Credit: C-SPAN
Schiff Interrupts Republican While He’s Grilling Ambassador — Directs Witness on How to Answer Questions

Schiff Interrupts Republican While He’s Grilling Ambassador — Directs Witness on How to Answer Questions

Rep. Adam Schiff interrupted a Republican questioner during Wednesday’s impeachment hearing to instruct the witness on how to answer — or not answer — questions. 

Steve Castor, the Republicans’ counsel for the hearing, was in the middle of grilling Bill Taylor, the top American diplomat in Ukraine. Castor asked whether Taylor believed President Donald Trump was genuinely concerned that Ukrainian officials were seeking to undermine his presidency.

After initially claiming not to know what Trump thought on the matter, Taylor acknowledged he heard the president “had concerns about the Ukrainians, yes.”

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Castor went on to list a number of instances in which Ukrainian officials and former officials had said “very unkind things” about Trump and “conferred” with Democrats.

“You certainly can appreciate that President Trump was very concerned that some elements of the Ukrainian establishment were not in favor of him, did not support him and were out to get him,” Castor said.

That’s when Schiff, a California Democrat and the chairman of the Intelligence Committee, which is leading the impeachment inquiry, interjected.


“And I’ll allow the question —,” he started to say.

“Parliamentary inquiry: Are you seriously interrupting our time here?” Rep. Devin Nunes of California, the top Republican on the committee, asked.

“I will allow the question. I won’t dock this from the time,” Schiff said, before turning back to Taylor.

“I just want to be clear, ambassador. If you’re able to verify the things that counsel has asked you in the prerequisite to that’s fine,” he said. “Otherwise, in questions from the majority or the minority that may assume facts in evidence before you, you should be cautioned about that.”

Taylor nodded and smiled, while Nunes was seen laughing in apparent disbelief.

Republicans hit back

However, Rep. John Lee Ratcliffe was not amused. After demanding a “point of order,” the Texas Republican said that if Schiff planned to run the impeachment hearing like a courtroom trial, Ratcliffe would have plenty of his own objections about the Democrats’ counsel, Daniel Goldman.

“Chairman, I sat here through the first 45 minutes and literally had an objection to almost the foundation of every question that Mr. Goldman asked regarding facts not in evidence, leading,” Ratcliffe said. “If it is your position that I should be asserting objections to questions that violate the federal rules of evidence, let me know now because this hearing’s gonna change significantly.”

Schiff quickly backed down, replying: “As I said, Mr. Ratcliffe, I’ll allow the question.”

Not the first time Adam Schiff allegedly coaches a witness

Trump and his allies have repeatedly criticized Schiff for allegedly stage-managing the impeachment process, preventing Republicans from being heard and denying the president and the public justice.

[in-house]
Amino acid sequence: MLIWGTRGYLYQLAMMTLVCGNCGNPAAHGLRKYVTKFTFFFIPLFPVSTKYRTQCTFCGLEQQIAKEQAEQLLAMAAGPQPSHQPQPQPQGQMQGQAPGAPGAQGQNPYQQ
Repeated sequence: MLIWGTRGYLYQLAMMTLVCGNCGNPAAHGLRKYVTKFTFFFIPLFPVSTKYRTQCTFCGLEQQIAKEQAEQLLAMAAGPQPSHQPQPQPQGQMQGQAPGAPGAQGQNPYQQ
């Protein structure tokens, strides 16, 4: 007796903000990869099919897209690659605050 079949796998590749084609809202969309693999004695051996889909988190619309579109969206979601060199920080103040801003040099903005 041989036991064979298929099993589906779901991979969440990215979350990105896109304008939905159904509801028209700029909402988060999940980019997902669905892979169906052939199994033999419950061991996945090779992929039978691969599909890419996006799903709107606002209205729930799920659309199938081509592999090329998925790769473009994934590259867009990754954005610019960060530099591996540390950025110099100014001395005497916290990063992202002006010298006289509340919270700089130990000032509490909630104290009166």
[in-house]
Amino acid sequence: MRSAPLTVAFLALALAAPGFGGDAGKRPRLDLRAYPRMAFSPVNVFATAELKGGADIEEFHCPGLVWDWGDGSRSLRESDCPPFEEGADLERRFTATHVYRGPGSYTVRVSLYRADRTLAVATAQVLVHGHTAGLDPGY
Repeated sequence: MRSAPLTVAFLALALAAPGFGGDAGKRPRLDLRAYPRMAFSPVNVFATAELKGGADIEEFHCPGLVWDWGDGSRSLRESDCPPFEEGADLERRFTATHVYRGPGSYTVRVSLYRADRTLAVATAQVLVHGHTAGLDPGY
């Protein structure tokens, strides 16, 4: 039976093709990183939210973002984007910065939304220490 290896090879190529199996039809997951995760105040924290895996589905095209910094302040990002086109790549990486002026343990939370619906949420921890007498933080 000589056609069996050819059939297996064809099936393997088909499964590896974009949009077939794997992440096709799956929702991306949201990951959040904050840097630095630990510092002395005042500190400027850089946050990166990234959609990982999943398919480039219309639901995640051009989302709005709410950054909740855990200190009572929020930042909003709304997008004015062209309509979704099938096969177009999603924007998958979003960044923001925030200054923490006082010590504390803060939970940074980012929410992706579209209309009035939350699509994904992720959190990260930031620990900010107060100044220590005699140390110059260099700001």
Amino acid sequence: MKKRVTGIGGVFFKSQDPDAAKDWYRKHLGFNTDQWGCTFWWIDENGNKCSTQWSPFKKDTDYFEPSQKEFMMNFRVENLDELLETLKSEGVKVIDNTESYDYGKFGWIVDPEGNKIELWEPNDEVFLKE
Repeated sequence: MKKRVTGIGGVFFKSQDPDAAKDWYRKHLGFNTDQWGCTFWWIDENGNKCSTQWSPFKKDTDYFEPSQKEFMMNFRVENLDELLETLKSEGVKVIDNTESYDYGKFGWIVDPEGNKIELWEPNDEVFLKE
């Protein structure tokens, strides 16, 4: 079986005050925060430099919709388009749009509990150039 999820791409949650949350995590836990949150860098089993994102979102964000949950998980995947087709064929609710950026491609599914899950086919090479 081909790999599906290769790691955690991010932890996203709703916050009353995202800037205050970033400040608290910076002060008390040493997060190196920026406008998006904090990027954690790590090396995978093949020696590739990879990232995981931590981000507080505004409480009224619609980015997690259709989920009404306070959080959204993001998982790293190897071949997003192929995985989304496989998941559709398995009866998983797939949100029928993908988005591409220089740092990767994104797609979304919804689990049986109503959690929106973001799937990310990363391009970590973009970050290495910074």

In a fiery November press conference, Republican Reps. Steve Scalise of Louisiana and Jim Jordan of Ohio said that Schiff had shut down a Republican line of questioning during a closed-door hearing with Army Lt. Col. Alexander Vindman, who serves as a director on the National Security Council.

On the same day, Nunes appeared on Fox News’ “Hannity” and accused Schiff of “coaching” Vindman. He called the impeachment process under Schiff and House Speaker Nancy Pelosi of California “unprecedented.”

Also, in October, Schiff was forced to admit that his staff gave the whistleblower advice on filing the complaint that kick-started the impeachment process. Having previously denied communicating with the whistleblower, Schiff later acknowledged he should “have been much more clear.”

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In the Aug. 12 intelligence community complaint, the whistleblower flagged a July 25 phone call between Trump and Ukrainian President Volodymyr Zelensky. He worried that by pressing Zelensky to investigate his domestic political rivals, Trump had compromised U.S. national security.

Hours after the White House released a rough transcript of the call on Sept. 25, Pelosi announced the House was launching the impeachment inquiry. Democrats went on to hold weeks of closed-door hearings, following which testimony was selectively leaked. Last Tuesday, they announced they would start public hearings this week.

Trump has denied any wrongdoing and slammed Democrats for trying to oust him from office. He has joined Republican lawmakers in demanding that the identity of the whistleblower be revealed. The president has also accused Schiff of “helping to write” the whistleblower’s complaint.

For his part, Schiff has continued to deny collaborating with the whistleblower or any of the witnesses. During Wednesday’s hearing, he repeated his claim not to even know who the whistleblower is.

Cover image: Rep. Adam Schiff, D-Calif, chairman of the House Oversight Committee, speaks during an impeachment hearing in Congress in Washington, D.C., on Nov. 13, 2019. (C-SPAN)



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